Slightly disjointed in style, this book can’t quite decide if it wants to be gonzo journalism told first hand or a hard-nosed investigation into American alphabet agency UFO disinformation shenanigans. Still, has some intriguing insights into the murky world of the disinfo agents – the “Mirage Men” of the title – and the mindsets of the ufologists they manipulate. Injects some much needed pyrrhonism into the field. You don’t know what pyrrhonism is? Nor did I until I read the last chapter of this book.
Reading Leslie Keane’s important and potentially game-changing book “UFOs: Generals, Pilots and Government Officials Go on the Record” reminded me of the question “Do you believe in UFOs?”.
This question, asked of me whenever my interest in the subject comes up in conversation, is a frustrating one to answer, because it demands that you ask the questioner if what they are really asking is “Do you believe that some unidentified flying objects are extraterrestrial craft?”. “UFO”, you see, has changed meaning in popular culture to refer to alien spaceship, not, inexplicable aerial phenomena.
It then gets more complicated still, because the theories explaining the origins of that inexplicable 10% of sightings of (apparently) intelligently-controlled structured craft not of human design have moved on since pop culture labelled them merely “extra-terrestrial”, that’s to say nuts and bolts spaceships from other planets.
Today’s ufology embraces, not just that, the “ETH”, the Extra Terrestrial Hypothesis”, but now, thanks to investigators like Jacques Vallée, the “Inter-Dimensional Hypothesis” and “Crypto-Terrestrials” that blur the boundaries between traditional flying saucery and paranormal/spiritual phenomena.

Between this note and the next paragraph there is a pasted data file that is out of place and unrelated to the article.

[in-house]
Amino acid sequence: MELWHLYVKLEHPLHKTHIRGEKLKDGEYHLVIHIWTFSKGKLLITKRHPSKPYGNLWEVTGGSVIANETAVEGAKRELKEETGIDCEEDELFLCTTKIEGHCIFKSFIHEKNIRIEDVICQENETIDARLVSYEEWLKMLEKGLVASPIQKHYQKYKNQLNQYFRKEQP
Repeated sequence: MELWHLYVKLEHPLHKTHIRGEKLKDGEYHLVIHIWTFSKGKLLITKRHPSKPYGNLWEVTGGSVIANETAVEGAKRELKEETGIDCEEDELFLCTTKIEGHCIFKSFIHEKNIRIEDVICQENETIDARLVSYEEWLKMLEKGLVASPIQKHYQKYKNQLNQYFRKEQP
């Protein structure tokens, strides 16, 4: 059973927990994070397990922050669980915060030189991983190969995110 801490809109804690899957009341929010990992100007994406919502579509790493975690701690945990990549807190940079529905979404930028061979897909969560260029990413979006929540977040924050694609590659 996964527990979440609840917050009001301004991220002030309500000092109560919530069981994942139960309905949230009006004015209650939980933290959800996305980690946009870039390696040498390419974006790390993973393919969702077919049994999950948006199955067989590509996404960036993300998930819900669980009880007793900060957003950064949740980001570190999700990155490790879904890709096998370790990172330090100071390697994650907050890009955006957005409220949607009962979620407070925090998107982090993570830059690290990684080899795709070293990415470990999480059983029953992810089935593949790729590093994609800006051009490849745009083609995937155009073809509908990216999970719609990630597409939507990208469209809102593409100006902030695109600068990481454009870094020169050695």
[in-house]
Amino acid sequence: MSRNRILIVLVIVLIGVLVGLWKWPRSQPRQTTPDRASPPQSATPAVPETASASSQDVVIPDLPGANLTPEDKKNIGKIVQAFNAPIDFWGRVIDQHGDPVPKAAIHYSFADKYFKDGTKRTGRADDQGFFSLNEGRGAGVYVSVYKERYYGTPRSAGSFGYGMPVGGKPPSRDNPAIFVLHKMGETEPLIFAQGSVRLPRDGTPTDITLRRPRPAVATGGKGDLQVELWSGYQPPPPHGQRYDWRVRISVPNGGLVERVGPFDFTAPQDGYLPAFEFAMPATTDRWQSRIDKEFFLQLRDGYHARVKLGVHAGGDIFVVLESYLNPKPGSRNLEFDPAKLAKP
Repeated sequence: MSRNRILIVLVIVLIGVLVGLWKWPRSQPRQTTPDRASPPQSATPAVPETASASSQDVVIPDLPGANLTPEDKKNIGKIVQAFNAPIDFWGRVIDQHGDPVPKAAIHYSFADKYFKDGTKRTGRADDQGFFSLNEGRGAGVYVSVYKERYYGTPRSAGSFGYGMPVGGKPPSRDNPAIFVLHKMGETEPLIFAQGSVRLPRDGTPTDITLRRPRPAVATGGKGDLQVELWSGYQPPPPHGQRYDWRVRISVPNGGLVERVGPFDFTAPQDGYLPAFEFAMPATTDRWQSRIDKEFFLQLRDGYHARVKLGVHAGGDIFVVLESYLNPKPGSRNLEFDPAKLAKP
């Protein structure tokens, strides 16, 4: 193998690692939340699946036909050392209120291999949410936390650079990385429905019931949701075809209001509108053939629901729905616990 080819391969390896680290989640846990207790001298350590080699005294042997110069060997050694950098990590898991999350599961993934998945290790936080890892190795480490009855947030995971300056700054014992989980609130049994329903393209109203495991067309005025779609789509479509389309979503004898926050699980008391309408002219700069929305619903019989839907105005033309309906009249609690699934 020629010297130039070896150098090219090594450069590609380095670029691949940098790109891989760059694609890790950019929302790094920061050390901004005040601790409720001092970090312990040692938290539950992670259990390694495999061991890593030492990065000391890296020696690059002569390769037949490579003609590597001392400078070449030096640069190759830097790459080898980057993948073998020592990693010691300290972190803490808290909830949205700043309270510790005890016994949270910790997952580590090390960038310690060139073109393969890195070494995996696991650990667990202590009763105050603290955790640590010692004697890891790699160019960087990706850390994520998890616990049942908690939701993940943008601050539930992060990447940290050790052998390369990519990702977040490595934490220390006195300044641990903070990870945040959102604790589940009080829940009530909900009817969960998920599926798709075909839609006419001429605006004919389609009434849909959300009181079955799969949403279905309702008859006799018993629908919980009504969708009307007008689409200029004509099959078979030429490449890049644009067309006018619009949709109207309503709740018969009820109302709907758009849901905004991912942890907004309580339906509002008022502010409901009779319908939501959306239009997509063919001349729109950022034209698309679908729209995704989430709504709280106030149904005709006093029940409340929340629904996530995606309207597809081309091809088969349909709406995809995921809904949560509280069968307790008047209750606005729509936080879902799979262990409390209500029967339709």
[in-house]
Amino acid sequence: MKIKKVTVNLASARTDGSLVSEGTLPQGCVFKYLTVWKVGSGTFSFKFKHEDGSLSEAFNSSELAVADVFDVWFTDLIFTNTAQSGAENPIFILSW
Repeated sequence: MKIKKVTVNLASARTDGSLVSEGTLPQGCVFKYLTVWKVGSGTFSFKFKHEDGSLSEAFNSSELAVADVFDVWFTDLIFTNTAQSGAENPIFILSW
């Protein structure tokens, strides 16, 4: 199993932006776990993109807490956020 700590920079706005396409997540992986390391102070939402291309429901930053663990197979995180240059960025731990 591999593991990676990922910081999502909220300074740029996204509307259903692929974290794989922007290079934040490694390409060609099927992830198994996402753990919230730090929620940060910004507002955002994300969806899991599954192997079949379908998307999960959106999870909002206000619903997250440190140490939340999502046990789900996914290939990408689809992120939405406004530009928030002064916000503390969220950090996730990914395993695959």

So, if you ask me the “Do you believe…” question, expect a pedantic, long-winded answer.
File this under in the “If true, it’s very important” category:
“I wish to make it perfectly clear that the UFOs I saw were structured machines moving under intelligent control and operating beyond the realm of anything I have ever seen before or since. I believe the objects that I saw at close quarter were extraterrestrial in origin and that the security services of both the United States and England [sic] were and have been complicit in trying to subvert the significance of what occurred at Rendlesham by use of well practiced methods of disinformation.”
The significance of this remark, if confirmed that he did indeed make it, is that he scores very highly on the credibility scale as the former deputy base commander outside which strange phenomena were observed over Christmas 1980. Much has been written and much pored over in the pursuit of the facts in this case, considered by some to be second only to Roswell in importance. This statement is completely at odds with those researchers who claim that what was seen by several people over three nights was simply a misidentified lighthouse.
If it isn’t already, this should be one of ufology’s stop-the-press moments and if the mainstream media would get out of snigger mode it would be breaking news.
Walter Haut, the US Army Air Force public relations officer who issued the famous “flying saucer” press release after the Roswell incident in 1947, wrote this affidavit confirming that he did see what he believed to be an extraterrestrial craft and beings. Published last week, he had asked for it to remain sealed until after his death in 2006.